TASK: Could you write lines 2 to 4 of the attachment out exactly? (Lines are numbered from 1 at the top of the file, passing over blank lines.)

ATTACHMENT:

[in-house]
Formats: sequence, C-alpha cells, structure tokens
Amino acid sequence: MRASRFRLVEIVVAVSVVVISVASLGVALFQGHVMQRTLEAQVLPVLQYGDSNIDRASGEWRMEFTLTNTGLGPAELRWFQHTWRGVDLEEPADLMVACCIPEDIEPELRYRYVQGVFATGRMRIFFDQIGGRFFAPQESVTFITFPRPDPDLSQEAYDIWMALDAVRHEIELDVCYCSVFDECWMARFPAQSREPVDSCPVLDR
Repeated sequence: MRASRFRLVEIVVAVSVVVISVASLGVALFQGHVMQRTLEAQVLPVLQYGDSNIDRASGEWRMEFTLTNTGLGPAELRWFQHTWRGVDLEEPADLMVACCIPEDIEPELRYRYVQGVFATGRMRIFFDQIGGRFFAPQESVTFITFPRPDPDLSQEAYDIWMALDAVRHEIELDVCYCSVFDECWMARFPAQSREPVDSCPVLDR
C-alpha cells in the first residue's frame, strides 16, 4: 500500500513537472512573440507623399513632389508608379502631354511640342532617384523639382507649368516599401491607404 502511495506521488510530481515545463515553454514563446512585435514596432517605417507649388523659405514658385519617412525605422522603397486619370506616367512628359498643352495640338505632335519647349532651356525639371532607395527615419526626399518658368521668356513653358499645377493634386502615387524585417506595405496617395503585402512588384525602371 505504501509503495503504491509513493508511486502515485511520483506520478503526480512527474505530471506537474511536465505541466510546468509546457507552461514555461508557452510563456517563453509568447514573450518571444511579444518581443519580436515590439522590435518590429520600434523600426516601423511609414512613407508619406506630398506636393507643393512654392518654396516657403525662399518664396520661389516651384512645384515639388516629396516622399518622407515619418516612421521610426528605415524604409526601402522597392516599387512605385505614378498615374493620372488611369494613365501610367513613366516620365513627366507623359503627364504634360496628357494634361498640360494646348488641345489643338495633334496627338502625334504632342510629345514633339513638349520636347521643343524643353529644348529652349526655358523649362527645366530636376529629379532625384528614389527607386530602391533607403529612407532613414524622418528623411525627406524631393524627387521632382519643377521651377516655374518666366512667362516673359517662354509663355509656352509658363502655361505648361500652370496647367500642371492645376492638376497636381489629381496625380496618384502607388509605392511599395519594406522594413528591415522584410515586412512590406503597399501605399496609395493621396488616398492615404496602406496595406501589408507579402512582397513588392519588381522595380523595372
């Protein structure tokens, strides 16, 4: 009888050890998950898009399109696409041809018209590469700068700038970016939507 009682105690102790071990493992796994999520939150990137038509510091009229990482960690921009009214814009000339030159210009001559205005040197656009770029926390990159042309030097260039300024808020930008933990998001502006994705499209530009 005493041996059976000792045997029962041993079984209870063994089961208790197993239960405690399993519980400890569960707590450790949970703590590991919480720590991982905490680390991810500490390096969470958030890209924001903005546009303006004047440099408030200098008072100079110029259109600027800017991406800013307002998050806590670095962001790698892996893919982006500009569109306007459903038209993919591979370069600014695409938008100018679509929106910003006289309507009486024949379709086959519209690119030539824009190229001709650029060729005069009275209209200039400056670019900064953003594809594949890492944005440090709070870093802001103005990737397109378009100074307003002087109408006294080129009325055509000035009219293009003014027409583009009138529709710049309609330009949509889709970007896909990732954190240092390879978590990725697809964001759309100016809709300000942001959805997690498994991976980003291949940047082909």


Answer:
Formats: sequence, C-alpha cells, structure tokens
Amino acid sequence: MRASRFRLVEIVVAVSVVVISVASLGVALFQGHVMQRTLEAQVLPVLQYGDSNIDRASGEWRMEFTLTNTGLGPAELRWFQHTWRGVDLEEPADLMVACCIPEDIEPELRYRYVQGVFATGRMRIFFDQIGGRFFAPQESVTFITFPRPDPDLSQEAYDIWMALDAVRHEIELDVCYCSVFDECWMARFPAQSREPVDSCPVLDR
Repeated sequence: MRASRFRLVEIVVAVSVVVISVASLGVALFQGHVMQRTLEAQVLPVLQYGDSNIDRASGEWRMEFTLTNTGLGPAELRWFQHTWRGVDLEEPADLMVACCIPEDIEPELRYRYVQGVFATGRMRIFFDQIGGRFFAPQESVTFITFPRPDPDLSQEAYDIWMALDAVRHEIELDVCYCSVFDECWMARFPAQSREPVDSCPVLDR